Baby Rescued from Destructive Flood on Holston River in 1901

The Tennessee Valley Authority, a federally owned corporation, was formed in 1933 with a five-fold purpose: flood control, power generation, economic development, river navigation and fertilizer manufacturing.

Timing was ideal due to massive flood problems over the years and a country trying to survive the Great Depression. TVA served most of Tennessee; parts of Alabama, Mississippi, Kentucky; and small slices of Georgia, North Carolina, South Carolina, West Virginia, Indiana and Virginia.

Before TVA existed, the East Tennessee area experienced a long history of devastating floods. In one incident that occurred in late May 1901, millions of dollars of damage and eight lives were lost from heavy rains that caused area rivers to overflow their banks. The Doe, Watauga, Holston, Chuckey and French Broad rivers devastated growing crops and anything in its way. Six bridges were swept away causing $60,000 damage.

Over the course of several weeks, the Holston River steadily rose. Persons living near the river at the point where Netherland Island divided it in Washington County told of a remarkable discover by area resident, James Light. When the water began to manifest itself, people congregated on the banks, watching houses, barns, parts of bridges and dead cattle floating away, laying waste to fertile farmland.

The spectators along the bank spotted an object coming down the river that resembled a baby cradle. Mr. Light, a humble but daring citizen of the community, sat in his boat anchored on the bank and watched the object drift nearer. At the risk of his life and the hope that he might rescue what appeared to be an innocent baby from the ferocity of the flood, he shoved his boat forward into the dangerous current and hurried toward the object. After dexterously guiding his boat so as to escape being wrecked in the drifts, he finally rendezvoused with the infant at an angle a short distance down the river.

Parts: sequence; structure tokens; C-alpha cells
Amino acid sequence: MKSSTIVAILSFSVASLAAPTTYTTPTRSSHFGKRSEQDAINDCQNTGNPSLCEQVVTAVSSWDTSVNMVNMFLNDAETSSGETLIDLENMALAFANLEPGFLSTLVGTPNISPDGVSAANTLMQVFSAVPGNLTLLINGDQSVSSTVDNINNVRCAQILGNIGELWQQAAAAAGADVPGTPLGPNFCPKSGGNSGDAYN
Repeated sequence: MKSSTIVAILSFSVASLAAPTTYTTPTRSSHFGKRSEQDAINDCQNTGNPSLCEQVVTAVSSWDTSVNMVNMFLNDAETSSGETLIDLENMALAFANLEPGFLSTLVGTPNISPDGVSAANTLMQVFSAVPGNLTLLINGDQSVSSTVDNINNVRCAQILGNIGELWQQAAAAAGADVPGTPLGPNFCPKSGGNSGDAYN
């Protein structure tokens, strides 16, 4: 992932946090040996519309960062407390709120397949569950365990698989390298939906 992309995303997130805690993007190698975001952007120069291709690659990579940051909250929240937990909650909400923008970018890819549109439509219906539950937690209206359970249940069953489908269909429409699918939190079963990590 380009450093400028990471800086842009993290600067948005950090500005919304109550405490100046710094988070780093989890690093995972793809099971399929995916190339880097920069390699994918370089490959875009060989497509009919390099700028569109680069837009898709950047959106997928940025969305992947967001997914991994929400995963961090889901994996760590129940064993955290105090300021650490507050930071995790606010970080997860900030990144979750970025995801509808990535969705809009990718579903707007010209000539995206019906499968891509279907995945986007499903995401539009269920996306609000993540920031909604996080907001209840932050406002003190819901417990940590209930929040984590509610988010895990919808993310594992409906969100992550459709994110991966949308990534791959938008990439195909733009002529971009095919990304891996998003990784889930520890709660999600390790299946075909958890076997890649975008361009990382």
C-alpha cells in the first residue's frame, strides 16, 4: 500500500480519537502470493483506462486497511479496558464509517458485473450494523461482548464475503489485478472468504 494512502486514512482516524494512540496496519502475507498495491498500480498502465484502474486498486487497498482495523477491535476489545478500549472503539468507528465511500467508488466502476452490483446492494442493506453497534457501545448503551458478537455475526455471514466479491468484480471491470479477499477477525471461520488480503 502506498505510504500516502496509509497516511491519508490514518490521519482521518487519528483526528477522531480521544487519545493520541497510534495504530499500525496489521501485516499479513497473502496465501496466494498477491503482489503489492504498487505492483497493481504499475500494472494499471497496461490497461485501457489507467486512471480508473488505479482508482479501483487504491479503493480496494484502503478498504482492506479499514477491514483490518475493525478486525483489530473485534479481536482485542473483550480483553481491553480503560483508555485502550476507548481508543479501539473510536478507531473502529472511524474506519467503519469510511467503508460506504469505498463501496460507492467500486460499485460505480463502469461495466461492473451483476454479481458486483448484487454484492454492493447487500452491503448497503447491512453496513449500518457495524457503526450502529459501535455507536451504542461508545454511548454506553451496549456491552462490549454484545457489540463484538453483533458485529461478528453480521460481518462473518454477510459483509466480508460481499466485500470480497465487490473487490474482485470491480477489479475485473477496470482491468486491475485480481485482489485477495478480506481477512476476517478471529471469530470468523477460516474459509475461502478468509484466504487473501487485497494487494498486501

His boat soon came alongside the floating object, which proved to be a cradle in which lay a tiny blue-eyed baby girl, her eyes wide open and apparently happy as if on a pleasure outing. James picked up the child without disturbing her and carefully placed her in his boat. Once again, he surveyed the swirling drifts floating down on each side of him and steered frantically toward the shore. Every second counted.

The return voyage was a short one but full of peril. People on the bank, unaware that Light had picked up a little girl from the bosom of the storm-swept river, watched with great fear and trembling as he made for the shoreline. Intense was the gaze of those who watched from the shore and great was the relief to everyone when Light finally made a safe landing nearly half a mile downstream.

Joy was unbounded by the crowd of people who had gathered around Light and the baby. In a moment of emotion he called his little rescued treasure a “bundle of joy.” The ladies surrounding the near tragedy fondly and eagerly caressed the infant while Light received hearty congratulations and appreciation for being a hero, making him the proudest man in Washington County. He quickly forgot his personal losses caused by the tide.

In today’s era, local authorities would be summoned to handle the situation and to locate her parents, but in 1901, that was not the case. Since there was no available means of promptly identifying the child, Mr. Light announced to the crowd that he wanted them to spread the word. Also, he said he planned to advertise in the local newspapers in hopes of locating her parents. He admitted that, as poor as he was, he would not part with the child for a thousand dollars in gold.

The stories of yesteryear abound with this one having a happy ending.